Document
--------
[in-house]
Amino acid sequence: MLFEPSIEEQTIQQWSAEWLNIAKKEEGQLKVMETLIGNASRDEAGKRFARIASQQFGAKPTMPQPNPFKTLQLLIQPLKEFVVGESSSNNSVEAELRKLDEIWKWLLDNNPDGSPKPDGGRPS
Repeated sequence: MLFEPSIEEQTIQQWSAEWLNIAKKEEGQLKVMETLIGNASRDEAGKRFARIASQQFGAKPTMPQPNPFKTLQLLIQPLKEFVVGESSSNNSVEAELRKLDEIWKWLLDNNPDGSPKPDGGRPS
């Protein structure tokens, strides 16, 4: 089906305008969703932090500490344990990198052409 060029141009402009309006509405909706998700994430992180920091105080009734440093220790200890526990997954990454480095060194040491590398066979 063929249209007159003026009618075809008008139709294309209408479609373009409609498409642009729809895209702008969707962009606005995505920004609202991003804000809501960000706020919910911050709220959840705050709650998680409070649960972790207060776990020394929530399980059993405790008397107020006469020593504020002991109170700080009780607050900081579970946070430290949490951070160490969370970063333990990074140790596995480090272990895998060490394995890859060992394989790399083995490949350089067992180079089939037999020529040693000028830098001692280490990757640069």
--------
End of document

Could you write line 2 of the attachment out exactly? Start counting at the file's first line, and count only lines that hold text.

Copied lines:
Amino acid sequence: MLFEPSIEEQTIQQWSAEWLNIAKKEEGQLKVMETLIGNASRDEAGKRFARIASQQFGAKPTMPQPNPFKTLQLLIQPLKEFVVGESSSNNSVEAELRKLDEIWKWLLDNNPDGSPKPDGGRPS